Researchers have prevented the development of Alzheimer’s disease in mice by using a virus to deliver a specific gene into the brain.
The early-stage findings, by scientists from Imperial College London, open avenues for potential new treatments for the disease.
In the study, published in the journal Proceedings of the National Academy of Sciences, the team used a type of modified virus to deliver a gene to brain cells.
Previous studies by the same team suggest this gene, called PGC1 – alpha, may prevent the formation of a protein called amyloid-beta peptide in cells in the lab.
Amyloid-beta peptide is the main component of amyloid plaques, the sticky clumps of protein found in the brains of people with Alzheimer’s disease. These plaques are thought to trigger the death of brain cells.
Alzheimer’s disease affects around 520,000 people in the UK. Symptoms include memory loss, confusion, and change in mood or personality.
Worldwide 47.5 million people are affected by dementia – of which Alzheimer’s is the most common form.
There is no cure, although current drugs can help treat the symptoms of the disease.
Dr Magdalena Sastre, senior author of the research from the Department of Medicine at Imperial, hopes the new findings may one day provide a method of preventing the disease, or halting it in the early stages.
She explained: “Although these findings are very early they suggest this gene therapy may have potential therapeutic use for patients.”
“There are many hurdles to overcome, and at the moment the only way to deliver the gene is via an injection directly into the brain. However this proof of concept study shows this approach warrants further investigation.”
The modified virus used in the experiments was called a lentivirus vector, and is commonly used in gene therapy.
In the new study, the team injected the virus, containing the gene PGC-1 – alpha, into two areas of the brain in mice susceptible to Alzheimer’s disease.
Damage to the hippocampus affects short-term memory, and leads to a person forgetting recent events, such as a conversation or what they ate for breakfast.
The hippocampus is also responsible for orientation, and damage results in a person becoming lost on familiar journeys, such as driving home from the shops.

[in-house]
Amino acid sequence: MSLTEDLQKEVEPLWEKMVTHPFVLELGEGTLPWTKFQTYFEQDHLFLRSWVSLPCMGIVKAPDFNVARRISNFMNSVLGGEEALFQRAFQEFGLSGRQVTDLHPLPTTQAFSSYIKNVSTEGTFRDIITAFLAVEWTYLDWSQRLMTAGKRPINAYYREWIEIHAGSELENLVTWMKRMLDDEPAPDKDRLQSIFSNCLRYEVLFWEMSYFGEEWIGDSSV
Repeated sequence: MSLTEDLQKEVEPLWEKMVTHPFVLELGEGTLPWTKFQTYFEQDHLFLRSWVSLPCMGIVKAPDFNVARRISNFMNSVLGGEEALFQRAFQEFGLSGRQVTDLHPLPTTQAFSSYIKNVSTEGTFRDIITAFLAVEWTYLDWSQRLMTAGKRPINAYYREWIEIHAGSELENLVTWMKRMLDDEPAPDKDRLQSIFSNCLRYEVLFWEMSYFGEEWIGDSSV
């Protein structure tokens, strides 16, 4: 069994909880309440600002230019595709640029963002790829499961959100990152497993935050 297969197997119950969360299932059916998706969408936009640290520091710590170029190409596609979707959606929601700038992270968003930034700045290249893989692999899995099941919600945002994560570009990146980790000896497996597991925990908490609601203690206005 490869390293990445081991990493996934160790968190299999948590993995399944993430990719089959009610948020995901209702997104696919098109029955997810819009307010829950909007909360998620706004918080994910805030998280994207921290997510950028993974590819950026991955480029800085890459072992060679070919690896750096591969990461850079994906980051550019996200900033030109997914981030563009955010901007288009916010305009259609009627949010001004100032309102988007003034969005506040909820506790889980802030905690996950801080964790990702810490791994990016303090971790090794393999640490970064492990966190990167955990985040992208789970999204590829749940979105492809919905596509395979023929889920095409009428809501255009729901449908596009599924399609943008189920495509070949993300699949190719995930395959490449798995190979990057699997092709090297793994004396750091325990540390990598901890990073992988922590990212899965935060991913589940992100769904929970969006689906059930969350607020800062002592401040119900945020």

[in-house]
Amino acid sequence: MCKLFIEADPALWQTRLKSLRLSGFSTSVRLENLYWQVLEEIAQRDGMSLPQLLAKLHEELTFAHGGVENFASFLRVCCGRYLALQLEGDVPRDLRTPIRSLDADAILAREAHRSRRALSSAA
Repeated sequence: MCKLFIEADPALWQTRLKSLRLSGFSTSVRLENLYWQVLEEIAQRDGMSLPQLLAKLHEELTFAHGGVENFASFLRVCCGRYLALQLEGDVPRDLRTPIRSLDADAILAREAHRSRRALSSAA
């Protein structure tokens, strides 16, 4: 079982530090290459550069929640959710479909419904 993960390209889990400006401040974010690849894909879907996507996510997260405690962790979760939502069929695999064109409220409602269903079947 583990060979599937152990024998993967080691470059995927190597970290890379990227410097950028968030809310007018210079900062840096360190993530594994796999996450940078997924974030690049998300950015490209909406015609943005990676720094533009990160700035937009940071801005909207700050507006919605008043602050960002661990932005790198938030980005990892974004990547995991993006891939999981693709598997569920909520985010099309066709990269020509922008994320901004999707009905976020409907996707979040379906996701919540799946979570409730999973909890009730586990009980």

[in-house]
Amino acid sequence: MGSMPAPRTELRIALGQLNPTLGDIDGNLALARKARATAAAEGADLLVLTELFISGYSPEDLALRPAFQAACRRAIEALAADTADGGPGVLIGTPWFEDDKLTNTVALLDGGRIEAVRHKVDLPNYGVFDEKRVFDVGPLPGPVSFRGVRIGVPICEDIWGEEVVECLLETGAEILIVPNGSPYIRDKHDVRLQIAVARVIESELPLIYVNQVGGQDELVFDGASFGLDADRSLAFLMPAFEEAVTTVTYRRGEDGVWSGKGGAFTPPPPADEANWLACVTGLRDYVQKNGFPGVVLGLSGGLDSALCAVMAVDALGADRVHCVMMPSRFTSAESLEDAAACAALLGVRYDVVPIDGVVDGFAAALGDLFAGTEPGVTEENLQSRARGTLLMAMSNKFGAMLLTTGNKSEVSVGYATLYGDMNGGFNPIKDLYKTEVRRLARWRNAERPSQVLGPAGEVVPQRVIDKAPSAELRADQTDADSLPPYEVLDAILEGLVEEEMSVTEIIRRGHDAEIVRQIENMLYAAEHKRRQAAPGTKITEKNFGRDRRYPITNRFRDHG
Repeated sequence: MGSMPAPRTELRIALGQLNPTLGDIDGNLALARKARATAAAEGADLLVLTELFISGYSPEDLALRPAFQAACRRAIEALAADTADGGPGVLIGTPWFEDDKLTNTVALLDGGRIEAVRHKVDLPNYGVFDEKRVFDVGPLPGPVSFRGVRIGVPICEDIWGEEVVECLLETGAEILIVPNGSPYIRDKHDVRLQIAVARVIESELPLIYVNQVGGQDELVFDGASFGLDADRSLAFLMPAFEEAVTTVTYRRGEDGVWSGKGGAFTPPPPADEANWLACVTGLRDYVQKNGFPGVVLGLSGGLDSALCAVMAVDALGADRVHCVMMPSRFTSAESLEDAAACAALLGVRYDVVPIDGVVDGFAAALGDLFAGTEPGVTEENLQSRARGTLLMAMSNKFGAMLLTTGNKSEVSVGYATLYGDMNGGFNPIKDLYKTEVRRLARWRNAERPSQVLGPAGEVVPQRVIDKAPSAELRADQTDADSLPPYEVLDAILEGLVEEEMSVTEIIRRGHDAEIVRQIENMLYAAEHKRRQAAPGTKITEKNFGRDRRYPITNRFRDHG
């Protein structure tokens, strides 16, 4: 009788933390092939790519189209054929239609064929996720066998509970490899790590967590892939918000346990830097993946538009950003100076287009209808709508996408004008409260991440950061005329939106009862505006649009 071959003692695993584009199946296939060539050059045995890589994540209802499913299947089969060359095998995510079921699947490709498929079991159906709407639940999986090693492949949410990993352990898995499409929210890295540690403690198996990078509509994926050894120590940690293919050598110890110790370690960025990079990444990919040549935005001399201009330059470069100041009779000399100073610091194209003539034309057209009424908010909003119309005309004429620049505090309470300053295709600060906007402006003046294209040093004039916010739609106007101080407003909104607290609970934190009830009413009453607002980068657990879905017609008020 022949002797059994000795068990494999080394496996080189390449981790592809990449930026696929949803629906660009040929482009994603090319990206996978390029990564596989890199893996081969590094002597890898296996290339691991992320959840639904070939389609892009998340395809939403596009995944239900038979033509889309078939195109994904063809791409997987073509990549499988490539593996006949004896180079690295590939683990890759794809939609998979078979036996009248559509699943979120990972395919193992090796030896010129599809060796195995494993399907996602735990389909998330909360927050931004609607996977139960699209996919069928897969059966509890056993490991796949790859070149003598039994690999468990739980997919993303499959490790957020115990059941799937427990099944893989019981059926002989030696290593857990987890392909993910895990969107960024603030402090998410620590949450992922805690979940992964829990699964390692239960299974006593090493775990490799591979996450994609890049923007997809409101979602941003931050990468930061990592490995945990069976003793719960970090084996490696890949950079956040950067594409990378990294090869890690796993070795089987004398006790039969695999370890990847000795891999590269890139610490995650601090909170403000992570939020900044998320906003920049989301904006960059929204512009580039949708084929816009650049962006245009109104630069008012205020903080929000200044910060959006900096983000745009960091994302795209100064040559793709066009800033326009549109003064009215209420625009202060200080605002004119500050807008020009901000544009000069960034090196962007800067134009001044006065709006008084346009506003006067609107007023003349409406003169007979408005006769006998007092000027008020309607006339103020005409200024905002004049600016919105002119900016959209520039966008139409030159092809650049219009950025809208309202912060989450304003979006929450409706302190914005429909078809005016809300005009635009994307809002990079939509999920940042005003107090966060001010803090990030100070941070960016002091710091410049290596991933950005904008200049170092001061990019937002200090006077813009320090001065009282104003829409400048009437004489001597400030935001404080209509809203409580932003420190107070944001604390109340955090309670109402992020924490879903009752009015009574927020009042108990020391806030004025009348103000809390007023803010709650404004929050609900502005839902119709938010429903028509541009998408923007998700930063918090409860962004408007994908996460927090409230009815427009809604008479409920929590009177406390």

The cortex, meanwhile, is responsible for long-term memory, reasoning, thinking and mood.
Damage can trigger symptoms such as depression, struggling to work out how much money to give at a checkout, how to get dressed or how to cook a familiar recipe.
The animals were treated at the early stages of Alzheimer’s disease, when they still had not developed amyloid plaques.
After four months, the team found that mice who received the gene had very few amyloid plaques, compared with the untreated mice, who had multiple plaques in their brain.
Furthermore, the treated mice performed as well in memory tasks as healthy mice. The tasks included challenges such as replacing a familiar object in the mouse’s cage with a new one.
If the mice had a healthy memory, they would explore the new object for longer.
The team also discovered there was no loss of brain cells in the hippocampus of the mice, who received the gene treatment.
In addition to this, the treated mice had a reduction in the number of glial cells, which in Alzheimer’s disease can release toxic inflammatory substances that cause further cell damage.
The protein PGC-1 – alpha, which is coded by the gene, is involved in metabolic processes in the body, including regulation of sugar and fat metabolism.
Dr Sastre added that other studies from different institutions suggest physical exercise and the compound resveratrol, found in red wine, may increase levels of PGC-1 – alpha protein.
However, resveratrol has only been found to have benefits as a pill, rather than in wine, as the alcohol counteracts any benefit.
The team suggests injections of the gene would be most beneficial in the early stages of the disease, when the first symptoms appear.
They now hope to explore translating their findings into human treatments, said Dr Sastre.